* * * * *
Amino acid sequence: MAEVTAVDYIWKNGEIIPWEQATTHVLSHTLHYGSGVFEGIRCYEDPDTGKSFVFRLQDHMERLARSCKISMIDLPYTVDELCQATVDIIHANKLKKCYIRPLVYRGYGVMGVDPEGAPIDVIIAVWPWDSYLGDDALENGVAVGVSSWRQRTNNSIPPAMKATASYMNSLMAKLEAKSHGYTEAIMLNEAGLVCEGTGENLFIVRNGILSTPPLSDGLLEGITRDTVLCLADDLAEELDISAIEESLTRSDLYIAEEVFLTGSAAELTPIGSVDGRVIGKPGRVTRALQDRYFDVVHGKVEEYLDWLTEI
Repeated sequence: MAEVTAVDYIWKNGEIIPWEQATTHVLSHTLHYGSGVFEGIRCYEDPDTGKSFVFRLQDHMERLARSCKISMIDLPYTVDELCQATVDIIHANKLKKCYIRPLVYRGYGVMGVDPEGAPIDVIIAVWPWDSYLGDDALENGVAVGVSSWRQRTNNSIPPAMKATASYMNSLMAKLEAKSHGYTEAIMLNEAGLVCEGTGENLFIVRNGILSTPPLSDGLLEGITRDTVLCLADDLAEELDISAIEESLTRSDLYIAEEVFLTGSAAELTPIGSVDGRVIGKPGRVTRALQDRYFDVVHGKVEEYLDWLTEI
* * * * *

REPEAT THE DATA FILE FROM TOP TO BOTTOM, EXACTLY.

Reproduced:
Amino acid sequence: MAEVTAVDYIWKNGEIIPWEQATTHVLSHTLHYGSGVFEGIRCYEDPDTGKSFVFRLQDHMERLARSCKISMIDLPYTVDELCQATVDIIHANKLKKCYIRPLVYRGYGVMGVDPEGAPIDVIIAVWPWDSYLGDDALENGVAVGVSSWRQRTNNSIPPAMKATASYMNSLMAKLEAKSHGYTEAIMLNEAGLVCEGTGENLFIVRNGILSTPPLSDGLLEGITRDTVLCLADDLAEELDISAIEESLTRSDLYIAEEVFLTGSAAELTPIGSVDGRVIGKPGRVTRALQDRYFDVVHGKVEEYLDWLTEI
Repeated sequence: MAEVTAVDYIWKNGEIIPWEQATTHVLSHTLHYGSGVFEGIRCYEDPDTGKSFVFRLQDHMERLARSCKISMIDLPYTVDELCQATVDIIHANKLKKCYIRPLVYRGYGVMGVDPEGAPIDVIIAVWPWDSYLGDDALENGVAVGVSSWRQRTNNSIPPAMKATASYMNSLMAKLEAKSHGYTEAIMLNEAGLVCEGTGENLFIVRNGILSTPPLSDGLLEGITRDTVLCLADDLAEELDISAIEESLTRSDLYIAEEVFLTGSAAELTPIGSVDGRVIGKPGRVTRALQDRYFDVVHGKVEEYLDWLTEI